Gazette opinion: Voter-lawmakers ought to do their homework

2012-10-12T00:10:00Z 2012-10-15T11:24:08Z Gazette opinion: Voter-lawmakers ought to do their homework The Billings Gazette
October 12, 2012 12:10 am

On Nov. 6, all Montana voters will be lawmakers. It’s a responsibility that comes with some homework.

Voters have about 40 pages of reading to see the details of the five statewide issues on the Nov. 6 ballot.

Those details are in the Voter Information Pamphlet that registered voters should have received in the mail. The pamphlet, prepared by the Montana Secretary of State Office also is available from county election offices and may be viewed online at sos.mt.gov.

Don’t be deterred by the number of pages. It’s all well organized.

First, voters ought to know how these issues got on the ballot. The first three are legislative referendums: Bills passed by two-thirds majorities of the 2011 Legislature. Usually, bills go from the Legislature to the governor, but not referendums. These bills bypassed the governor. On these three issues, the people have the power to veto or enact proposed laws.

The legislative referendums are:

-- LR-120 to require parental notification prior to abortion for a minor.

-- LR-121 to deny state services and jobs to illegal aliens.

-- LR-122 to prohibit the state or federal government from mandating the purchase of health insurance or imposing penalties for decisions related to purchasing health insurance.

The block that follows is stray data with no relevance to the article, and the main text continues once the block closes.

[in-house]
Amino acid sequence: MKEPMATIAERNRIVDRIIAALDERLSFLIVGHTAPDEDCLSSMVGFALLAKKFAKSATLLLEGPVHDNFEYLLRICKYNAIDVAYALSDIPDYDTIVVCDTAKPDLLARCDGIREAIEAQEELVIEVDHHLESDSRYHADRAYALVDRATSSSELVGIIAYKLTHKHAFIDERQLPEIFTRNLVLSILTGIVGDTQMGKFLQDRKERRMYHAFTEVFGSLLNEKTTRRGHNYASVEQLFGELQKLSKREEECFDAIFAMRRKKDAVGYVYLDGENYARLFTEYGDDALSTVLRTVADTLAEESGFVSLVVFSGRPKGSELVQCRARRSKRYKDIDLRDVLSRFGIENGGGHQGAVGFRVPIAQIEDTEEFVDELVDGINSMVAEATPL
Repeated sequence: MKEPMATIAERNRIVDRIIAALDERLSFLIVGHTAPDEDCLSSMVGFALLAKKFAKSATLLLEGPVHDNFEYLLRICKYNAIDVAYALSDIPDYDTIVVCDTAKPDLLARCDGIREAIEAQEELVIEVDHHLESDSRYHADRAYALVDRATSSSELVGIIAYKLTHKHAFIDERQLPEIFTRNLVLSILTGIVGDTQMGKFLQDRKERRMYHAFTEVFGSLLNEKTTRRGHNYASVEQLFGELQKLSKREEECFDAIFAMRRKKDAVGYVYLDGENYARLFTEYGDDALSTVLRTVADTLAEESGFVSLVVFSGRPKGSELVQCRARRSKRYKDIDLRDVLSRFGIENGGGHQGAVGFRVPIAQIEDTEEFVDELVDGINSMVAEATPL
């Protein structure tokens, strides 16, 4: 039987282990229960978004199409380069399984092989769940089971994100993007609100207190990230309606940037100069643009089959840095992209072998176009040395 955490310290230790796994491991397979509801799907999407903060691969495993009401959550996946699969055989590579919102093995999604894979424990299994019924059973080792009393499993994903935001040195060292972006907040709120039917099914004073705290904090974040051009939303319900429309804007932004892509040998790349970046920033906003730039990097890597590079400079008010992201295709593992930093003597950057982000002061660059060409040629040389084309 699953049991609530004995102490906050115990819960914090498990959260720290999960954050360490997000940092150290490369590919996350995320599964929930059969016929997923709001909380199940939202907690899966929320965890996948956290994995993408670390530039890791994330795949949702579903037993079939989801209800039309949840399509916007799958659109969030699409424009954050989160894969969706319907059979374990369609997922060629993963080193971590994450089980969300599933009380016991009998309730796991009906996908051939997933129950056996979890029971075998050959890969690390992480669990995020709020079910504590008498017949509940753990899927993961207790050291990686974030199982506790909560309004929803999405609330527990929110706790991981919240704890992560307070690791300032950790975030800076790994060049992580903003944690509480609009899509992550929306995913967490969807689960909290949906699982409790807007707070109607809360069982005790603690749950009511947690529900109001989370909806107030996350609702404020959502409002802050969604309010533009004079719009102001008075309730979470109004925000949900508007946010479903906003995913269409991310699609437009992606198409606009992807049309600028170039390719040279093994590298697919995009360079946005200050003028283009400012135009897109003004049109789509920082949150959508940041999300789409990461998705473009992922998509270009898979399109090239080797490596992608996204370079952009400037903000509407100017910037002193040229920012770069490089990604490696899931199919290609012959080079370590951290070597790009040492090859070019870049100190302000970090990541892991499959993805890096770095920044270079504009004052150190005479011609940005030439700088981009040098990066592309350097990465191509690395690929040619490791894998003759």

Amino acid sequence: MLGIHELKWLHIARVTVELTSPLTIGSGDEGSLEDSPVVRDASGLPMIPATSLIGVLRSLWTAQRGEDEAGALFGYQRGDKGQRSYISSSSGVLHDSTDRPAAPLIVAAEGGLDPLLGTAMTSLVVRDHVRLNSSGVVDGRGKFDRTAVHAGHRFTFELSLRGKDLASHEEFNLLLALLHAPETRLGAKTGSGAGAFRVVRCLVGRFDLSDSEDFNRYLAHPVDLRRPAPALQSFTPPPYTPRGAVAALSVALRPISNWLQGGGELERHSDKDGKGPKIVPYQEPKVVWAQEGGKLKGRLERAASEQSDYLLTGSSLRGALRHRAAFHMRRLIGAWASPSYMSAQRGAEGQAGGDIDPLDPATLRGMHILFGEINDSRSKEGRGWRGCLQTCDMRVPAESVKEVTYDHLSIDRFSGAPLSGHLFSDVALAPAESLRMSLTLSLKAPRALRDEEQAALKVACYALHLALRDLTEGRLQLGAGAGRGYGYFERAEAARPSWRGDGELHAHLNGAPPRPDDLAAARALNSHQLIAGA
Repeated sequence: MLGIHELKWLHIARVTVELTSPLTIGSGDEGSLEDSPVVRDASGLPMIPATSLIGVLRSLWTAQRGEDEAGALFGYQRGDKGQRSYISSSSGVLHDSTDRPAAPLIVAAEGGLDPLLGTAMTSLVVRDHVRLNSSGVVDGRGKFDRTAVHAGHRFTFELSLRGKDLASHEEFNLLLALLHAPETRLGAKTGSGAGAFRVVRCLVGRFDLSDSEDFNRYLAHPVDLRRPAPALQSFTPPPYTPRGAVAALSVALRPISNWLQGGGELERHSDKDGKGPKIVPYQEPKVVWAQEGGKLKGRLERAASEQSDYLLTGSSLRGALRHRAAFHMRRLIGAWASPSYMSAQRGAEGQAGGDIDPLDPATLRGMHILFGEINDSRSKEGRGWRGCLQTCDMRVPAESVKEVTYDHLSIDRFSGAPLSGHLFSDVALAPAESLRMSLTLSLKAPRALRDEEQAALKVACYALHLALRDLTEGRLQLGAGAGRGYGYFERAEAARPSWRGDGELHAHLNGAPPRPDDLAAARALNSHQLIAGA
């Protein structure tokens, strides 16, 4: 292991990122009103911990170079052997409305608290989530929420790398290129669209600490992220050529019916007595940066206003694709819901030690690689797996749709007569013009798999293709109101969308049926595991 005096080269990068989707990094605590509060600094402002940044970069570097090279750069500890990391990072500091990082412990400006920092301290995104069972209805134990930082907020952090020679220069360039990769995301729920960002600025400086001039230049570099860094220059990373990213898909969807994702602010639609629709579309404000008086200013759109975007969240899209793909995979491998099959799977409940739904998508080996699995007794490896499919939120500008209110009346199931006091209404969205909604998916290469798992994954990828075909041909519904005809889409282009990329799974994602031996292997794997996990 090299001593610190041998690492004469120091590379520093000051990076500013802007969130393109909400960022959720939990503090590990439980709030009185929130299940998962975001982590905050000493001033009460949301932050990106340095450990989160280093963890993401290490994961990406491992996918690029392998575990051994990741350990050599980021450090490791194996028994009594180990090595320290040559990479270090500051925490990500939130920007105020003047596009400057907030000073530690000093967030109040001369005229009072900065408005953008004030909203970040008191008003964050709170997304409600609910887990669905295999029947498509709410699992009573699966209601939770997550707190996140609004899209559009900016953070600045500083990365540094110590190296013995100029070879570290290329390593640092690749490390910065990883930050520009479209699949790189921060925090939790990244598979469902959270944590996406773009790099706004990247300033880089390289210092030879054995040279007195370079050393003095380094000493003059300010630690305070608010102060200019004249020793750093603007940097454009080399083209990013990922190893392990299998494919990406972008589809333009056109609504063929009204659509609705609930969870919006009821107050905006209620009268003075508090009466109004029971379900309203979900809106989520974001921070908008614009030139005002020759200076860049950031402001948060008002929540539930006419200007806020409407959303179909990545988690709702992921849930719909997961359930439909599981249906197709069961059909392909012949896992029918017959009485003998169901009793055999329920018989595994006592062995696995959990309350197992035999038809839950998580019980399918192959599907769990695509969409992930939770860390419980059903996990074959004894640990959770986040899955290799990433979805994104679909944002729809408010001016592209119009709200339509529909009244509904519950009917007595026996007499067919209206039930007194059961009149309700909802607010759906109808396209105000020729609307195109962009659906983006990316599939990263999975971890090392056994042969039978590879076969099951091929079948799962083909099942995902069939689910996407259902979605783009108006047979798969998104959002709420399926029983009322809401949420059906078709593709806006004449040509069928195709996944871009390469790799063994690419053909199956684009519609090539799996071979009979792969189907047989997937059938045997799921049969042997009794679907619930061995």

The fourth ballot issue is an initiative referendum. In this case, Montana citizens opposed to the 2011 Legislature’s restrictions and rewrite of the medical marijuana law are asking voters to repeal Senate Bill 423. IR-124 went on the ballot after a sufficient number of registered voter signatures were gathered on petitions.

IR-124 could be confusing because it is a vote on repealing Senate Bill 423, which basically repealed the original medical marijuana law, replacing it with a more restrictive law further limiting the use of the drug for medical purposes.

Read this ballot language carefully.

The ballot question asks if voters are for or against Senate Bill 423.

Voting “for” means supporting the changes that have curbed medical marijuana businesses over the past year.

Voting “against” means going back to the original, voter-approved 2004 law that allowed medical marijuana businesses to flourish.

The fifth ballot measure is the only one that didn’t pass through the Legislature. Placed on the ballot after a sufficient number of registered voter signatures were obtained, Initiative 166 calls on Montana’s elected and appointed leaders to implement policy that says corporations aren’t human beings with constitutional rights.

I-166 is a response to the U.S. Supreme Court throwing out Montana’s century-old corrupt practices act, which restricted political contributions from corporations. Since then, a federal district judge has ruled that other Montana laws restricting the amount of money donated to political campaigns are unconstitutional based on recent U.S. Supreme Court rulings, including the Citizens United case.

I-166 will not change laws on campaign finance. It allows voters to communicate their desire for addressing or not addressing the recent High Court rulings.

Montanans ought to take time to read the Voter Information Pamphlet before marking the ballot. Pay attention to the arguments for and against each issue, and note who is making those arguments.

Do some reading and become an informed voter-lawmaker.

Copyright 2014 The Billings Gazette. All rights reserved. This material may not be published, broadcast, rewritten or redistributed.

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